Sep 23, 2009

A Taste of Fundraising in the 1940s

I'm reading a fascinating book called The Food of a Younger Land, by Mark Kurlansky. It's a compilation of long-lost material from the files of the Works Progress Administration, which created the Federal Writers' Project in order to put writers to work. And a bunch of them were given the task of describing regional food and food-related traditions.

The various essays provide a marvelous cross-section of American life in the 1900s -- and what cross section would be complete without a little charitable work? Enter Mr. John G. Saunders, City Sergeant of Richmond Virginia. He made a name for himself creating great vats of "Sergeant Saunders' Brunswick Stews" and selling it by the quart -- at 50 cents per, which must have seemed like a lot during the Depression -- in order to support the American Legion and other causes.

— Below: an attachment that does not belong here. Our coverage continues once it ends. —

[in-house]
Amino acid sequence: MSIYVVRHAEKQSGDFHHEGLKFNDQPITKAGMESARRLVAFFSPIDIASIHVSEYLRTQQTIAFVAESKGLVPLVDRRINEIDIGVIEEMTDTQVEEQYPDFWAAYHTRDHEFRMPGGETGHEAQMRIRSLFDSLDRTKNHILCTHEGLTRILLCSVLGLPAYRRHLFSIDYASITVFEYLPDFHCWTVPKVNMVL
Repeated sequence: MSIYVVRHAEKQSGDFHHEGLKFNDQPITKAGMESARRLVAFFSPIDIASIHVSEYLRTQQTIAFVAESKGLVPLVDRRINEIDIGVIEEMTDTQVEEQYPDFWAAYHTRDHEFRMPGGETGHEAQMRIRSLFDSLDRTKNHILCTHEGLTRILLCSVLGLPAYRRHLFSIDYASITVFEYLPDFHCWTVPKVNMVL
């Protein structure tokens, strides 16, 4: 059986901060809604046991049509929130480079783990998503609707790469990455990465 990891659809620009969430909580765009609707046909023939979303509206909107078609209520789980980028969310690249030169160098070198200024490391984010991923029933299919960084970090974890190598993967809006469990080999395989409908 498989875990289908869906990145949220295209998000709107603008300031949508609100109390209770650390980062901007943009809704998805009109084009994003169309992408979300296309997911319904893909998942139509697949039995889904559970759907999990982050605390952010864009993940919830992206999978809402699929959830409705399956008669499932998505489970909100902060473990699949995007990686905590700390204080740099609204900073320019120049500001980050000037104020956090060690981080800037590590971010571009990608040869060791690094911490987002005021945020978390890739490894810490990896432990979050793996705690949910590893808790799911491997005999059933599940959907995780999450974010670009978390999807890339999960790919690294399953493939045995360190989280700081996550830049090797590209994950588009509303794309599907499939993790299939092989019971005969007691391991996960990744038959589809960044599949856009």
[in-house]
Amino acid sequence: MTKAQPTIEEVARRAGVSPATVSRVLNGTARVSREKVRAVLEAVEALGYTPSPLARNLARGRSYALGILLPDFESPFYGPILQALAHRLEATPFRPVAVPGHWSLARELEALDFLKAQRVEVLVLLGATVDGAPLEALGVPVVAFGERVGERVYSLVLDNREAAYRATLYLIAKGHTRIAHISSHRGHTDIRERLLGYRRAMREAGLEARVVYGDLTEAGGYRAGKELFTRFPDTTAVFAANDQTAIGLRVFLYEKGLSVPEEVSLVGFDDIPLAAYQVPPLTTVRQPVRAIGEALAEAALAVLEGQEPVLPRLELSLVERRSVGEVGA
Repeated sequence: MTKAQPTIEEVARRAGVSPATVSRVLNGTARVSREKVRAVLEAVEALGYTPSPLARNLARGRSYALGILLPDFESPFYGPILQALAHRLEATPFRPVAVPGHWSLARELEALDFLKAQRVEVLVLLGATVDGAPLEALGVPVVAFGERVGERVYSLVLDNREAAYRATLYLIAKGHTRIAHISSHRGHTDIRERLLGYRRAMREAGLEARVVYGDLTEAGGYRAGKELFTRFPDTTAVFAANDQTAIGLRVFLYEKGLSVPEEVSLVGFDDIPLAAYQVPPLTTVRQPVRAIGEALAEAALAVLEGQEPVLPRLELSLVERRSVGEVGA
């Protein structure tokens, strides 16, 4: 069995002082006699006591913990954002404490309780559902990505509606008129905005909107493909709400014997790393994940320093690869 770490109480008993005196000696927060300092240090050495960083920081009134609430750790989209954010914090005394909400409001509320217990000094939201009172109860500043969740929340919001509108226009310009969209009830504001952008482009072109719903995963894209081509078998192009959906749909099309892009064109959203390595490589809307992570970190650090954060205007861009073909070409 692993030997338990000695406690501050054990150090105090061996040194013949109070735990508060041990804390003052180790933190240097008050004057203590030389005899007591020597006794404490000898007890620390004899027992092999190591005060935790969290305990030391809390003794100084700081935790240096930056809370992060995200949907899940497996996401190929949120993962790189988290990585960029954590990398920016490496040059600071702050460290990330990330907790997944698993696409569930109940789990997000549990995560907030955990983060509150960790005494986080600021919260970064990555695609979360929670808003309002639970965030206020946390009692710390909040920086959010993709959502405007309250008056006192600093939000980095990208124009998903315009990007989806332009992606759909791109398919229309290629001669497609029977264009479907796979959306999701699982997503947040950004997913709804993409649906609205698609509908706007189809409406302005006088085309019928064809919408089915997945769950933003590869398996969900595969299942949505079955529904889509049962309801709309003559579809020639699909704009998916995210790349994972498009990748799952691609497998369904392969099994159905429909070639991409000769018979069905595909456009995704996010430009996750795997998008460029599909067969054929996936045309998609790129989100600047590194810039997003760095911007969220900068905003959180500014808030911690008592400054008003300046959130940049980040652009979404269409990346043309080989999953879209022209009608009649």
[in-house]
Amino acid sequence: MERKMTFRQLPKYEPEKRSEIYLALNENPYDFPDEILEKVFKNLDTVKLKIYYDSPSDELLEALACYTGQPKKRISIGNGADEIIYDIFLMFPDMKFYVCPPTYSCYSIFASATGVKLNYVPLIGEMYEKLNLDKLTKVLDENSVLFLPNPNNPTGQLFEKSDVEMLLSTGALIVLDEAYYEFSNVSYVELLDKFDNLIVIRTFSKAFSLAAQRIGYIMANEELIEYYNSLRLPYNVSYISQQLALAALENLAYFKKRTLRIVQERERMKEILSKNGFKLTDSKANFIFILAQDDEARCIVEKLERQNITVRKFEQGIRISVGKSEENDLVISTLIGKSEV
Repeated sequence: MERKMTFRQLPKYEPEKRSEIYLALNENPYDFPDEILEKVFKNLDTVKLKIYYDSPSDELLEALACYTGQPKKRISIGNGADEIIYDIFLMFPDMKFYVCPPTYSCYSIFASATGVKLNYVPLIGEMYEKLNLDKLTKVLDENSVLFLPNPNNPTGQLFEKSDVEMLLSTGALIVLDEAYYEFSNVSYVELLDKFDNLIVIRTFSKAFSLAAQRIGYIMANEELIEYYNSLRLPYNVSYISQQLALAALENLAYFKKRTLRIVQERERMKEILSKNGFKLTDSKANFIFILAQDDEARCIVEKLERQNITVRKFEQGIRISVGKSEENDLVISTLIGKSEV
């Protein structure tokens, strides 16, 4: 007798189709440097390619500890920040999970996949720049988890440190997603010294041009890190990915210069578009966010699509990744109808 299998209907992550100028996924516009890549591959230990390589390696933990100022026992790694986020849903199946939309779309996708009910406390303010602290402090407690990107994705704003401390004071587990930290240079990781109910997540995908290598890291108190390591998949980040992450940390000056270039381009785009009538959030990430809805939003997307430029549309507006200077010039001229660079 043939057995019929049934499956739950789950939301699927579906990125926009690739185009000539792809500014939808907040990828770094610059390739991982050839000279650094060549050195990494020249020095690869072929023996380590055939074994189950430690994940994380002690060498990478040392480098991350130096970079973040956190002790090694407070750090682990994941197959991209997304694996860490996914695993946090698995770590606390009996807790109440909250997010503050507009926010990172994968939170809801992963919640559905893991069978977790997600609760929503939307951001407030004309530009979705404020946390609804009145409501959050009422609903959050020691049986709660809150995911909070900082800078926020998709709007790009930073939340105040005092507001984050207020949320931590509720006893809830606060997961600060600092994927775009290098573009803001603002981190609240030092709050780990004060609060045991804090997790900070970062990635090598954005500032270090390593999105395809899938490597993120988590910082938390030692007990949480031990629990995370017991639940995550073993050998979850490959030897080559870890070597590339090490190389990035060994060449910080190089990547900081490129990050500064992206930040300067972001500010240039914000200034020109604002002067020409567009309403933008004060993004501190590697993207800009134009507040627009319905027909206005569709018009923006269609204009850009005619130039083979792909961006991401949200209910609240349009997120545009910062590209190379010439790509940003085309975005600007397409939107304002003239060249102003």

Before you're tempted to recreate this intriguing bit of history, here's a quick look at the recipe for 600 gallons of Sergeant Saunders' stew:

240 veal shins
12 beef shins
780 pounds chicken
48 pounds bacon (as a substitute for squirrel)
1,800 pounds Irish potatoes
18 bushels celery
600 pounds onions
24 dozen bushels carrots
360 pounds cabbage
150 gallons canned tomatoes
72 gallons canned corn
48 pounds butter
salt, pepper, and thyme

This mountain of ingredients must all be put into iron cauldrons and stewed for six hours.
Hmm, hiring a caterer starts to look pretty good, yes?